A modern sake brewery located in the heart of downtown Tokyo is reinventing the traditional drink in a way never seen before… by adding tea and botanicals!
Modern Sake Wakaze – A Downtown Brewery
Sake is an old school drink. It dates back probably over a thousand years ago and is often drunk ceremoniously as well as during special holidays in Japan, giving it a pretty uncool image for young hipsters nowadays. A quick glance around the table during a typical hangout with my friends (mid 20s to early 30s) will reaffirm the point that no one really orders a casual glass of sake to sip on, and that lemon sours, highballs, and nama beers are what’s in right now.
Usually I have a pretty hard time mustering up the courage to invite a friend out to a cool sake bar I’ve been wanting to go to, not because they’re unwilling to try, but because I’m a little afraid of disappointing them as they’re obviously not as in love with the drink as I am. Recently however, I made plans with a friend to grab some dinner at a small Singaporean restaurant in Sangenjaya, and upon arriving at the store with no reservation, we were turned down and left with no plan B (I apologized deeply with shame. Ten months of living in Tokyo and somehow I still can’t grasp the fact that I should ALWAYS make a reservation).
A Brewery Located Right in Downtown Tokyo
Anyway, with nowhere to go, I suddenly recalled that there’s a sake tasting bar in Sangenjaya that I’ve been wanting to go to. I asked my friend if she was interested, to which she said “Yes!” So we turned a couple corners and thankfully was met with a relatively empty and cozy looking store. This place is called Whim Sake and Tapas, which exclusively serves sake from Wakaze, a brewery located right next door. I first heard of Wakaze brewery on a podcast called Sake On Air, a bi-weekly podcast broadcasting straight out of central Tokyo that features stories and people from the world of sake and sometimes shochu.
The episode they were featured in was titled “What Tea & Sake Share; Future of Sake”. The episode talked about Wakaze’s innovative way of brewing sake by infusing spices, botanicals, and even using tea. I was pretty amazed when I first listened to the episode as this has never been done before as so much of sake is rooted in tradition and culture that doing anything beyond could be interpreted as dishonouring its spirit. Anyway, I thought it sounded pretty amazing and made note to visit the tasting bar when I had the chance, so here we are!
When we entered, we were greeted very warmly by the small two person staff and were presented with the menu (no English menu, but there’s a pamphlet in English that explains the sake styles they serve). Throughout the meal, the staff proved to be knowledgable about the menu and proficient at English, making communication easy and fun!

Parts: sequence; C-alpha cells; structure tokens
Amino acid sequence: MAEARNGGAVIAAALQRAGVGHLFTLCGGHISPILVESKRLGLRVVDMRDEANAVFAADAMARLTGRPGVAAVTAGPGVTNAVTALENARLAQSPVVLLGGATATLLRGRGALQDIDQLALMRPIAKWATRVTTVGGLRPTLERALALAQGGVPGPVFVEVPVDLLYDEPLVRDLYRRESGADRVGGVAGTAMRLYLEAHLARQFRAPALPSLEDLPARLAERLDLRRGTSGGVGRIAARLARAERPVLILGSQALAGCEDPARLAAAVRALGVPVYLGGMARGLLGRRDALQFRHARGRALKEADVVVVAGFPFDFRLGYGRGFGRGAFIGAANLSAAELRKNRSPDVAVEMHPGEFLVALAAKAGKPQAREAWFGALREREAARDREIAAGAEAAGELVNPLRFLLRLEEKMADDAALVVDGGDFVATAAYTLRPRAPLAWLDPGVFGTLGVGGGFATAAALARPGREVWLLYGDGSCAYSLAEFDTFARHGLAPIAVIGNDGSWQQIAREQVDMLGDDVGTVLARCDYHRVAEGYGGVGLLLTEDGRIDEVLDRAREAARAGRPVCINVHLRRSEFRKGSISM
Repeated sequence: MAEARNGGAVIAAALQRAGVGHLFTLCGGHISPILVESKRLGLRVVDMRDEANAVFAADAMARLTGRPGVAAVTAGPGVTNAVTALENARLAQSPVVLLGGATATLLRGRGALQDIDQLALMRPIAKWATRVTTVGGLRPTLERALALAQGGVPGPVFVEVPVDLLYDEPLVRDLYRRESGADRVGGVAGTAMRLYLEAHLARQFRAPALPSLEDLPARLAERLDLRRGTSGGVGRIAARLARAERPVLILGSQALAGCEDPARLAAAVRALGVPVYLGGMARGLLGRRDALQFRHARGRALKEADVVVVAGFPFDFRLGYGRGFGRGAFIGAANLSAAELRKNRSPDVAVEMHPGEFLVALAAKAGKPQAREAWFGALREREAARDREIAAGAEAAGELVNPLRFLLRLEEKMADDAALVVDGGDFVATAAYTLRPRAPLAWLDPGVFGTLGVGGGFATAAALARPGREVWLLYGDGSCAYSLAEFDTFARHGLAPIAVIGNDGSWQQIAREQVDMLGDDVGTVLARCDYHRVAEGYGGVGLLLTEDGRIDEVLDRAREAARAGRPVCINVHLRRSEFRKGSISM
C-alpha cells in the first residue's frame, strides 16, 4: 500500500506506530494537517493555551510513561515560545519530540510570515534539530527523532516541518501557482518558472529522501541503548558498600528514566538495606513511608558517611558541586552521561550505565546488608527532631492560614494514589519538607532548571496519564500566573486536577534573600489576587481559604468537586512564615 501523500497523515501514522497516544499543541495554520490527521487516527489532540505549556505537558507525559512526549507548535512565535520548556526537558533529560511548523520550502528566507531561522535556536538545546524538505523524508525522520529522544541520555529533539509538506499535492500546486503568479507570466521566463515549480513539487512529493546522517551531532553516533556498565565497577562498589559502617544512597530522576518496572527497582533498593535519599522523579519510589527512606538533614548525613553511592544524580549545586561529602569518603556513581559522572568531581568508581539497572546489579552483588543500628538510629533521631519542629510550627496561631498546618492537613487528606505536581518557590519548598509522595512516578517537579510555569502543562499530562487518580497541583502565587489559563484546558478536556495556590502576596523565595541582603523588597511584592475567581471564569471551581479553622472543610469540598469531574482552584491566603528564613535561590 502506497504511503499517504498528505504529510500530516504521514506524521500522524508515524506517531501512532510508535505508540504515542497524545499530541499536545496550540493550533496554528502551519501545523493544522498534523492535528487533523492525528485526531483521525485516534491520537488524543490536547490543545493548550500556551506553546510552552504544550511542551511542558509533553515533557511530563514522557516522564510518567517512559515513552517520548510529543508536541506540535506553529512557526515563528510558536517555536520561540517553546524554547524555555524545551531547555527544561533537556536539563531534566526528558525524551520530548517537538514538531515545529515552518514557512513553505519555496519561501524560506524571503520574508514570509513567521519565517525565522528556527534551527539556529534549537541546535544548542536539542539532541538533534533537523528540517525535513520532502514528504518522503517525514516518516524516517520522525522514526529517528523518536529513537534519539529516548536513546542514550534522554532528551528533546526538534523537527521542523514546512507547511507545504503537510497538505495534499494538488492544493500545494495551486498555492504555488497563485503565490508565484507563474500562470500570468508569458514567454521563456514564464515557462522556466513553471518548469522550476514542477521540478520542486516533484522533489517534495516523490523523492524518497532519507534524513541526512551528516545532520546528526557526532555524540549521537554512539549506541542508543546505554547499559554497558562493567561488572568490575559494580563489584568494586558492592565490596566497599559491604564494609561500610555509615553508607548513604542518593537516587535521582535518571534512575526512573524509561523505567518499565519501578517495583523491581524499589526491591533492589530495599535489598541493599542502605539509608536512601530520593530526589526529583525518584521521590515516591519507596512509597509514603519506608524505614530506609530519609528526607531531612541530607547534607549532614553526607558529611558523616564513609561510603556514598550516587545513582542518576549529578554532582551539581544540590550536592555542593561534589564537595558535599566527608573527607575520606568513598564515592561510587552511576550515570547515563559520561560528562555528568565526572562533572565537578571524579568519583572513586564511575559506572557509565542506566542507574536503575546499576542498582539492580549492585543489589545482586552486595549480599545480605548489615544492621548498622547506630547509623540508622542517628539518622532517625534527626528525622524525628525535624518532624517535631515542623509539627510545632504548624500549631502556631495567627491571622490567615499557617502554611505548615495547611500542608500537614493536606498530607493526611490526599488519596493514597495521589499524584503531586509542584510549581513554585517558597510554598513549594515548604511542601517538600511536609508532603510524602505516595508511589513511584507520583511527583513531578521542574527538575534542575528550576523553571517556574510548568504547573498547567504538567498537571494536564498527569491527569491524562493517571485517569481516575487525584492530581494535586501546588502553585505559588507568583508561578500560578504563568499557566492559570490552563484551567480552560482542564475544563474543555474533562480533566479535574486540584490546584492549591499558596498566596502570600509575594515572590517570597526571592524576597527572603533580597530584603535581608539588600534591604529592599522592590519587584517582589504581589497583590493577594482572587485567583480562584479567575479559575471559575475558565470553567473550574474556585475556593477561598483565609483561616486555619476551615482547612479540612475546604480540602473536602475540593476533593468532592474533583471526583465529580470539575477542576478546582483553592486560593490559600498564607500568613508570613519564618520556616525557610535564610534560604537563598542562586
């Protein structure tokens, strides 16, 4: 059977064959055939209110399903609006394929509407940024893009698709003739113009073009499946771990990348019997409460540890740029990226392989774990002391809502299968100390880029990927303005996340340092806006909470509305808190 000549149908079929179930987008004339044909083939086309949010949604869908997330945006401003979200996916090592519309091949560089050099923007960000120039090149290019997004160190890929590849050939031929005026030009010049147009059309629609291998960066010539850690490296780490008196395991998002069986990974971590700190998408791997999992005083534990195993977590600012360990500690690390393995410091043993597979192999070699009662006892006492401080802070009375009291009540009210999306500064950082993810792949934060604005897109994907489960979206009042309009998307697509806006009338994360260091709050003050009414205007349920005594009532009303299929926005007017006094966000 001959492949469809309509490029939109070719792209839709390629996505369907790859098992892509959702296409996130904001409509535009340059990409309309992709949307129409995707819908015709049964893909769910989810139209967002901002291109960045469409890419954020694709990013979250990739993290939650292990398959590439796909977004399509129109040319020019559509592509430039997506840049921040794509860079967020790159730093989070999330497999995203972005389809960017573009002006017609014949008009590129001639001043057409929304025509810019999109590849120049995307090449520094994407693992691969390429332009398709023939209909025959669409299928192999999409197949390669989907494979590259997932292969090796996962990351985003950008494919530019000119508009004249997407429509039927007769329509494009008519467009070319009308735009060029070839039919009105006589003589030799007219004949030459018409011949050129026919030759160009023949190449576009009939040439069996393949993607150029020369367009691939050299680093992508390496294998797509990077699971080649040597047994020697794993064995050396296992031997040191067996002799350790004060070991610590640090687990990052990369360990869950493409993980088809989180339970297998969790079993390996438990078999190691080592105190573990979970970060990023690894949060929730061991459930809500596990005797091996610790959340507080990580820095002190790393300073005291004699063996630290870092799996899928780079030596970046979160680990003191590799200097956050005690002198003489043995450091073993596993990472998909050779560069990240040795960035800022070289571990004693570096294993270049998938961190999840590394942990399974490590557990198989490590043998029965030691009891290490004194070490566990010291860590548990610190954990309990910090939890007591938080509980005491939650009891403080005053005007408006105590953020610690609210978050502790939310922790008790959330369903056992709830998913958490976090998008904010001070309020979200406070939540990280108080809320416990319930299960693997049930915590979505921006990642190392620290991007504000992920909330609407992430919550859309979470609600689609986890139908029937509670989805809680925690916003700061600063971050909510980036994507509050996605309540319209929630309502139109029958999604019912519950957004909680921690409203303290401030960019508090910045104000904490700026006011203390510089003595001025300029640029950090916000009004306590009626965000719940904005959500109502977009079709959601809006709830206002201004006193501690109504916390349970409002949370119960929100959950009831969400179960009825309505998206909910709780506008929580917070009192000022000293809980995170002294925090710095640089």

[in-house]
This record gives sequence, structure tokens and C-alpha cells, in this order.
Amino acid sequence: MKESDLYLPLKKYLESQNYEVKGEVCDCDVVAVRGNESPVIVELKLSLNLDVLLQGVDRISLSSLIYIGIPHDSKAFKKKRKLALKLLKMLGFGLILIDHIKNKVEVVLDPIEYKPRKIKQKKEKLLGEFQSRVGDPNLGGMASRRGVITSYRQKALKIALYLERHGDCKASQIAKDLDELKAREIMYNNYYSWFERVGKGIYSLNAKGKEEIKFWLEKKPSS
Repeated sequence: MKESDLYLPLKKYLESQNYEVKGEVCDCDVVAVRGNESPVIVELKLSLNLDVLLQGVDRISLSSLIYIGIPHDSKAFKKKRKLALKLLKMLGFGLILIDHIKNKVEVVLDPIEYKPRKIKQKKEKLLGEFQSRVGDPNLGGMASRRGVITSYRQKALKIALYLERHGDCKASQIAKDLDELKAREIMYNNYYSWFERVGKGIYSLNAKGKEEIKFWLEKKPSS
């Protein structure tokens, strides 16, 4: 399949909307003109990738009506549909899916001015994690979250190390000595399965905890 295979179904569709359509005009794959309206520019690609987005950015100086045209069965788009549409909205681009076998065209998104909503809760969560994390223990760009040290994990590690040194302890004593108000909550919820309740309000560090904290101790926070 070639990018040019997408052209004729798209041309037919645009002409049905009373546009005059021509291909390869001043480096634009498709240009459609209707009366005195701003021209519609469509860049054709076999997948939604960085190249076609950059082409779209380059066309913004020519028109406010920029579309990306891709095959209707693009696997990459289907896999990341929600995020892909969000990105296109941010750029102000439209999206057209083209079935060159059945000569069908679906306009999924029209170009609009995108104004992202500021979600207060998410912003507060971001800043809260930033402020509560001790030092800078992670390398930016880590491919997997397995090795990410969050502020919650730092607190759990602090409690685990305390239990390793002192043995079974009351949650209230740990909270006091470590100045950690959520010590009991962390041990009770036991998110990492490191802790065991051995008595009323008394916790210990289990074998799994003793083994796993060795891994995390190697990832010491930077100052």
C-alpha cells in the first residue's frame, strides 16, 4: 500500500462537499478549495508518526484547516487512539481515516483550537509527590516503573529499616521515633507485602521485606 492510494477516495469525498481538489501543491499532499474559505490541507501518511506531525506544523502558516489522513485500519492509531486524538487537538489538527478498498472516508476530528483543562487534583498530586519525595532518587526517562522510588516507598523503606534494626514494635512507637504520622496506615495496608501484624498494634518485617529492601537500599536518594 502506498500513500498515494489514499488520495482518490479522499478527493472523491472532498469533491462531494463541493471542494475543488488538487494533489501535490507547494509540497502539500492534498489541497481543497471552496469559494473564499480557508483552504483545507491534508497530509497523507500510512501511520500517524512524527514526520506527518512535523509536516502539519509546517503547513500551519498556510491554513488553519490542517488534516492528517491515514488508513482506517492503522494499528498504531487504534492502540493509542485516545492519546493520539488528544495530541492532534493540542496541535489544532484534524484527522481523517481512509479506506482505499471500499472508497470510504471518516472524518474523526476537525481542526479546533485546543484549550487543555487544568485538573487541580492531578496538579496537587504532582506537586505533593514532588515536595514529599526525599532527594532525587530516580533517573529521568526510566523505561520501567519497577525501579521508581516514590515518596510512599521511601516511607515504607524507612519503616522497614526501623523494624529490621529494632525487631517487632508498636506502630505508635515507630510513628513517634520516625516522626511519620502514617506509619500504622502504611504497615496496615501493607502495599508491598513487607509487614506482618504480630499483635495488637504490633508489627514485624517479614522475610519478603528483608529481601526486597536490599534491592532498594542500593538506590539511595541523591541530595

The drinks are all sectioned off properly into their own series: Orbia, wine barrel aged sake; Fonia, botanical sake (made with sancho, ginger, yuzu, lemon); Fonia Tea, tea leaf sake (made with jasmine/black tea with orange peel, clove, rose petals); doburoku, unfiltered, freshly scooped straight from the tank sake; and amazake, a sweet, low-alcohol drink similar to sake. Between my friend and I, we explored different sections of the menu and eventually ordered probably at least one of each type by the end of the night. The great thing about Wakaze is that there’s a corresponding taste comparison chart for each sake that will tell you where it sits on the sweet-dry, mild-sour spectrum. It’s very handy for beginners!
Is It Sake?
While reading some reviews on Google after my experience, I noticed a few comments saying things such as “Not sake”, “Confused”, and “Too sweet”. These comments are a little disappointing as I think it’s important to enjoy the sake at Wakaze with an open mind as they’re clearly trying to innovate and create something new! I’d say a few of my glasses even sat somewhere between a sour beer and wine. One was even bright red! All are very easy to drink and simply delicious so long as you don’t take a sip expecting traditional Japanese sake.
On top of drinks, we also ordered a couple of food items. Before this, however, we were brought the typical otsumami snack (that’s usually covered by a seat charge) in Japan that was far from typical! A plate of various little bites of food were brought out, including Szechuan peppered edamame, sweet melon and prosciutto, and some kind of brownie (there were a few more but I can’t recall them and I forgot to take a picture, ahhhhh). A few were definitely seasonal but what they all have in common was that they were all delicious with sake!
My friend and I weren’t very hungry so we ordered fries. …. I know. I’m not sure why we did that either despite the menu being full of other interesting sounding dishes, but it ended up being some of the tastiest potatoes I’ve ever had so absolutely no regrets there. Seriously, they looked like very unassuming potato wedges, but they were perfectly salty, garlicky and crunchy. We also ordered a large piece of bacon marinated with leftover sake lees made from their sake! It gave the meat a very interesting savouriness and fruitiness.
With all this being said, I hope people give sake a chance, especially with companies like Wakaze who are reinventing the very definition and taste of sake itself. Another great point made during Sake On Air’s episode was that Wakaze’s sake had 10x the acidity level of traditional sake (almost wine). This means that it pairs well with foreign cuisines that are heavier and heartier as the acidity is able to cut through the richness. As sake continues to gain popularity around the world, I hope to also find further development of interesting sake styles and flavours!